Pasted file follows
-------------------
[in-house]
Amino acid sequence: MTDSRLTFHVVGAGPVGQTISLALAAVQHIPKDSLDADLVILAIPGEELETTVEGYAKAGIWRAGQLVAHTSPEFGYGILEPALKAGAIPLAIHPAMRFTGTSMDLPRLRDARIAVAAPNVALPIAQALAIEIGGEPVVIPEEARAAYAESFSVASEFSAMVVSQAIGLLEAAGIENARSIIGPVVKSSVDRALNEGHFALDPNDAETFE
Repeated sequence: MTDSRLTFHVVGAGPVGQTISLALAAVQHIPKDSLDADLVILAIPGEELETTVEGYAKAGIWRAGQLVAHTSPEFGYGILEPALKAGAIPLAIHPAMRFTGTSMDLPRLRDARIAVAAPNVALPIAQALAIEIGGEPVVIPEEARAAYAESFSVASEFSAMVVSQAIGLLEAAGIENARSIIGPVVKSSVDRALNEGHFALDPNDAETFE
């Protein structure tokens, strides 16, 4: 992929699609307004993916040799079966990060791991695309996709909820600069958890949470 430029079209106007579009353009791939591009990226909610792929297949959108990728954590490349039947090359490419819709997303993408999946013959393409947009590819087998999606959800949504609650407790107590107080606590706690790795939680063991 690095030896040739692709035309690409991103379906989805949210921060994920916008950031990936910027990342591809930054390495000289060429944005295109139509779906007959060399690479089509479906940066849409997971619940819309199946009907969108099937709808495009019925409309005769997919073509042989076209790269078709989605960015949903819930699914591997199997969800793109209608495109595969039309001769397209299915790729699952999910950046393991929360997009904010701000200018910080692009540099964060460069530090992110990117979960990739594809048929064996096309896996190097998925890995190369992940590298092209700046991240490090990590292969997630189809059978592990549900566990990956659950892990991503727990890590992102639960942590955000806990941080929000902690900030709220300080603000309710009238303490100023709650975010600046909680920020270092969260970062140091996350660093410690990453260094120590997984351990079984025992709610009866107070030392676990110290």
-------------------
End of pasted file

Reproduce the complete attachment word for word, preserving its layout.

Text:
[in-house]
Amino acid sequence: MTDSRLTFHVVGAGPVGQTISLALAAVQHIPKDSLDADLVILAIPGEELETTVEGYAKAGIWRAGQLVAHTSPEFGYGILEPALKAGAIPLAIHPAMRFTGTSMDLPRLRDARIAVAAPNVALPIAQALAIEIGGEPVVIPEEARAAYAESFSVASEFSAMVVSQAIGLLEAAGIENARSIIGPVVKSSVDRALNEGHFALDPNDAETFE
Repeated sequence: MTDSRLTFHVVGAGPVGQTISLALAAVQHIPKDSLDADLVILAIPGEELETTVEGYAKAGIWRAGQLVAHTSPEFGYGILEPALKAGAIPLAIHPAMRFTGTSMDLPRLRDARIAVAAPNVALPIAQALAIEIGGEPVVIPEEARAAYAESFSVASEFSAMVVSQAIGLLEAAGIENARSIIGPVVKSSVDRALNEGHFALDPNDAETFE
């Protein structure tokens, strides 16, 4: 992929699609307004993916040799079966990060791991695309996709909820600069958890949470 430029079209106007579009353009791939591009990226909610792929297949959108990728954590490349039947090359490419819709997303993408999946013959393409947009590819087998999606959800949504609650407790107590107080606590706690790795939680063991 690095030896040739692709035309690409991103379906989805949210921060994920916008950031990936910027990342591809930054390495000289060429944005295109139509779906007959060399690479089509479906940066849409997971619940819309199946009907969108099937709808495009019925409309005769997919073509042989076209790269078709989605960015949903819930699914591997199997969800793109209608495109595969039309001769397209299915790729699952999910950046393991929360997009904010701000200018910080692009540099964060460069530090992110990117979960990739594809048929064996096309896996190097998925890995190369992940590298092209700046991240490090990590292969997630189809059978592990549900566990990956659950892990991503727990890590992102639960942590955000806990941080929000902690900030709220300080603000309710009238303490100023709650975010600046909680920020270092969260970062140091996350660093410690990453260094120590997984351990079984025992709610009866107070030392676990110290």